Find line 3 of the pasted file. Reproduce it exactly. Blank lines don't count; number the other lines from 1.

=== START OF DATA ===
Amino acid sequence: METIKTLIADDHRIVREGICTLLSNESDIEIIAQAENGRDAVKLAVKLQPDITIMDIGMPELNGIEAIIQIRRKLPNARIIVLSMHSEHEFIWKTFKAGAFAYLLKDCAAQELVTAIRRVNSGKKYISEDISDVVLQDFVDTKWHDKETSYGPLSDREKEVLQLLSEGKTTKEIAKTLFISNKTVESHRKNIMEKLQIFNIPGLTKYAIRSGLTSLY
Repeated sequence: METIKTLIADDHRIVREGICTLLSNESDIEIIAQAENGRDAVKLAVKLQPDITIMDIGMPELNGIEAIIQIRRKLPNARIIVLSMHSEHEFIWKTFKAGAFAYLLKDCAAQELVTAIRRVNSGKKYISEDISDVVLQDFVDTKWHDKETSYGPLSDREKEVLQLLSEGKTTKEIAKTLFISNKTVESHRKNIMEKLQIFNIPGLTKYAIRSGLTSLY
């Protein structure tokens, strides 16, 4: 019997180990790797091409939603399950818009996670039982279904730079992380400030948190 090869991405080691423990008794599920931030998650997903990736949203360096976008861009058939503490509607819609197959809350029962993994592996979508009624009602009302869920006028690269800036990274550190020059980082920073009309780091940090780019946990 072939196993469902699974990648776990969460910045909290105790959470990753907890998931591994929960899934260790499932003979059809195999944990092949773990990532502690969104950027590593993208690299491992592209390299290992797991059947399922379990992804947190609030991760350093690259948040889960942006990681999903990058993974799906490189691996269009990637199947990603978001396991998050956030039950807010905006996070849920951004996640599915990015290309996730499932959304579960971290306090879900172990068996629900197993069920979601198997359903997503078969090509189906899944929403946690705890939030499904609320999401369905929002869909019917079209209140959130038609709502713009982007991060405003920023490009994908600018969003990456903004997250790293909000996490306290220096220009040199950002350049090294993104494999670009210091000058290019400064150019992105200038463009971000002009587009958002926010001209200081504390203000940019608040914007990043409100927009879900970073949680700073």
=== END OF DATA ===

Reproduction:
């Protein structure tokens, strides 16, 4: 019997180990790797091409939603399950818009996670039982279904730079992380400030948190 090869991405080691423990008794599920931030998650997903990736949203360096976008861009058939503490509607819609197959809350029962993994592996979508009624009602009302869920006028690269800036990274550190020059980082920073009309780091940090780019946990 072939196993469902699974990648776990969460910045909290105790959470990753907890998931591994929960899934260790499932003979059809195999944990092949773990990532502690969104950027590593993208690299491992592209390299290992797991059947399922379990992804947190609030991760350093690259948040889960942006990681999903990058993974799906490189691996269009990637199947990603978001396991998050956030039950807010905006996070849920951004996640599915990015290309996730499932959304579960971290306090879900172990068996629900197993069920979601198997359903997503078969090509189906899944929403946690705890939030499904609320999401369905929002869909019917079209209140959130038609709502713009982007991060405003920023490009994908600018969003990456903004997250790293909000996490306290220096220009040199950002350049090294993104494999670009210091000058290019400064150019992105200038463009971000002009587009958002926010001209200081504390203000940019608040914007990043409100927009879900970073949680700073």